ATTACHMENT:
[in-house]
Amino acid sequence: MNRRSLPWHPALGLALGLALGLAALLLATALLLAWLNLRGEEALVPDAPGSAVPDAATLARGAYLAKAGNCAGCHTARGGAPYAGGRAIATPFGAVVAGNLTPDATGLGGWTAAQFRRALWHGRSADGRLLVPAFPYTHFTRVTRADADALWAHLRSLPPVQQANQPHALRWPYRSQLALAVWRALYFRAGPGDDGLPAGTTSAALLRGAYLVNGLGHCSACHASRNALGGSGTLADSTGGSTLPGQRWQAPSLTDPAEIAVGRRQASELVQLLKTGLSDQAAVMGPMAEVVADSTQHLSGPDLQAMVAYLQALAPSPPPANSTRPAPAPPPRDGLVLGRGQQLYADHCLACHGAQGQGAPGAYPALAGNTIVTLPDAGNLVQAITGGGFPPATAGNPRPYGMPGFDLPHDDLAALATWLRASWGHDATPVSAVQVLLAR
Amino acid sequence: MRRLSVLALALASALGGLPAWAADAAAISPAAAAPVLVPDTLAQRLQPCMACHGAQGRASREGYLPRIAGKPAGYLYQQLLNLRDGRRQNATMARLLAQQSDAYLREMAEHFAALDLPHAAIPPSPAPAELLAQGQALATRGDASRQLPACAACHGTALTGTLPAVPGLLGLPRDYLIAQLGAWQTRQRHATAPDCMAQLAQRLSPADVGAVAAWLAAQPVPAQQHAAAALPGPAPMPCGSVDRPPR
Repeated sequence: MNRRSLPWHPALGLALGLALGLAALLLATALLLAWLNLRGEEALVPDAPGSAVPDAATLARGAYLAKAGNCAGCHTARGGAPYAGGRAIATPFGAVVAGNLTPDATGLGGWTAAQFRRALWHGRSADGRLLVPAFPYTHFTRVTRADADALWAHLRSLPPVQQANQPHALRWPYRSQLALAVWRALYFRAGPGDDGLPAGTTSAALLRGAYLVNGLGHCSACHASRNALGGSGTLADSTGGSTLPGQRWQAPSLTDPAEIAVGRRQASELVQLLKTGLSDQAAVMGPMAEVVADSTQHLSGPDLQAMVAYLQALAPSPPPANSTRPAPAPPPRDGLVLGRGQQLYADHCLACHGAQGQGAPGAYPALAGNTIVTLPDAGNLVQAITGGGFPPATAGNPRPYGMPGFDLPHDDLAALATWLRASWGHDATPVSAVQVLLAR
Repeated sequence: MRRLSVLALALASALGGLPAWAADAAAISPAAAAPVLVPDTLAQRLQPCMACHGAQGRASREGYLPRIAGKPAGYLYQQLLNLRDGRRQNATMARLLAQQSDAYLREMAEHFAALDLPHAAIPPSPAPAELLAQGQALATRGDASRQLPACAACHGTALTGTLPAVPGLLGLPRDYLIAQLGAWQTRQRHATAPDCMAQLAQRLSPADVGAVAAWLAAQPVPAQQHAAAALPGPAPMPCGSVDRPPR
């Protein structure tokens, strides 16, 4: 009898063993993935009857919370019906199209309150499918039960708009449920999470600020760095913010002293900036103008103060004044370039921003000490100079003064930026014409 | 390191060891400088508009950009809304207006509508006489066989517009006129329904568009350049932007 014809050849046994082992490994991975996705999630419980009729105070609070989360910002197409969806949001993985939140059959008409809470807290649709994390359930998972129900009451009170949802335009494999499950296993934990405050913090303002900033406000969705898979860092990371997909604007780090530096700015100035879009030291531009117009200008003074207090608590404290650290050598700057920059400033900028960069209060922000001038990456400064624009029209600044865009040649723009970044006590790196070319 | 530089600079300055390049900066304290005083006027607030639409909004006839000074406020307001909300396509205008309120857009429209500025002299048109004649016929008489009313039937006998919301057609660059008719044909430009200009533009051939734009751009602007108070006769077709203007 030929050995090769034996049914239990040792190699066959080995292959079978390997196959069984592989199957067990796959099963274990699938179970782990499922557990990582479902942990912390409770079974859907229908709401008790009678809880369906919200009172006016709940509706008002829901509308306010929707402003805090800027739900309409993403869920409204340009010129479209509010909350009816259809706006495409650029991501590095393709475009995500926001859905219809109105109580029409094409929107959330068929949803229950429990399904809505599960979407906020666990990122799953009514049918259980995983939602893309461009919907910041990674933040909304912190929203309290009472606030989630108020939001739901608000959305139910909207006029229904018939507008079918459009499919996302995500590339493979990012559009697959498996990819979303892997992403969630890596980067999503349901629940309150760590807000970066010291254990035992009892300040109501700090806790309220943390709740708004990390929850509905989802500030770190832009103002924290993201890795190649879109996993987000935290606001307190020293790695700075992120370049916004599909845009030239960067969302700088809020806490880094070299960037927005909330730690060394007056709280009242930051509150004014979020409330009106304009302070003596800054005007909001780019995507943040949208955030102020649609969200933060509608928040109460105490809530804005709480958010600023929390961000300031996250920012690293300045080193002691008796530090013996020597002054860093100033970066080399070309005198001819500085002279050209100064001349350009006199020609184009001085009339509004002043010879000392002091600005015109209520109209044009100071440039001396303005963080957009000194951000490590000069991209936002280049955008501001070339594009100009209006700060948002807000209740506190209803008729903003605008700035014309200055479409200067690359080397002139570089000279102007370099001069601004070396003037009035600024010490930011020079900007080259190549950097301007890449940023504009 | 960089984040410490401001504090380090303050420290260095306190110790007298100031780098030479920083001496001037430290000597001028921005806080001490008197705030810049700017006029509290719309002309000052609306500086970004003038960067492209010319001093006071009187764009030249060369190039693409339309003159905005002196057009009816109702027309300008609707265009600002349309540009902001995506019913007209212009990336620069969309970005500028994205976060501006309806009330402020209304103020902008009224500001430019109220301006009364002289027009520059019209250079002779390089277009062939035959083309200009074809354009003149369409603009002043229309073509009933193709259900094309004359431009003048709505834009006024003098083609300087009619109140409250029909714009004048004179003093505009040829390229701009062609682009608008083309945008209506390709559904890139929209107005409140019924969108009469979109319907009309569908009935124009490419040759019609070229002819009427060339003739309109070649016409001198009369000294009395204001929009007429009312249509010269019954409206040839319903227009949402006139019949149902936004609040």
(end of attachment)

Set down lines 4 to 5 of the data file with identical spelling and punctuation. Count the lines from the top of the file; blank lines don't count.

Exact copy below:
Repeated sequence: MNRRSLPWHPALGLALGLALGLAALLLATALLLAWLNLRGEEALVPDAPGSAVPDAATLARGAYLAKAGNCAGCHTARGGAPYAGGRAIATPFGAVVAGNLTPDATGLGGWTAAQFRRALWHGRSADGRLLVPAFPYTHFTRVTRADADALWAHLRSLPPVQQANQPHALRWPYRSQLALAVWRALYFRAGPGDDGLPAGTTSAALLRGAYLVNGLGHCSACHASRNALGGSGTLADSTGGSTLPGQRWQAPSLTDPAEIAVGRRQASELVQLLKTGLSDQAAVMGPMAEVVADSTQHLSGPDLQAMVAYLQALAPSPPPANSTRPAPAPPPRDGLVLGRGQQLYADHCLACHGAQGQGAPGAYPALAGNTIVTLPDAGNLVQAITGGGFPPATAGNPRPYGMPGFDLPHDDLAALATWLRASWGHDATPVSAVQVLLAR
Repeated sequence: MRRLSVLALALASALGGLPAWAADAAAISPAAAAPVLVPDTLAQRLQPCMACHGAQGRASREGYLPRIAGKPAGYLYQQLLNLRDGRRQNATMARLLAQQSDAYLREMAEHFAALDLPHAAIPPSPAPAELLAQGQALATRGDASRQLPACAACHGTALTGTLPAVPGLLGLPRDYLIAQLGAWQTRQRHATAPDCMAQLAQRLSPADVGAVAAWLAAQPVPAQQHAAAALPGPAPMPCGSVDRPPR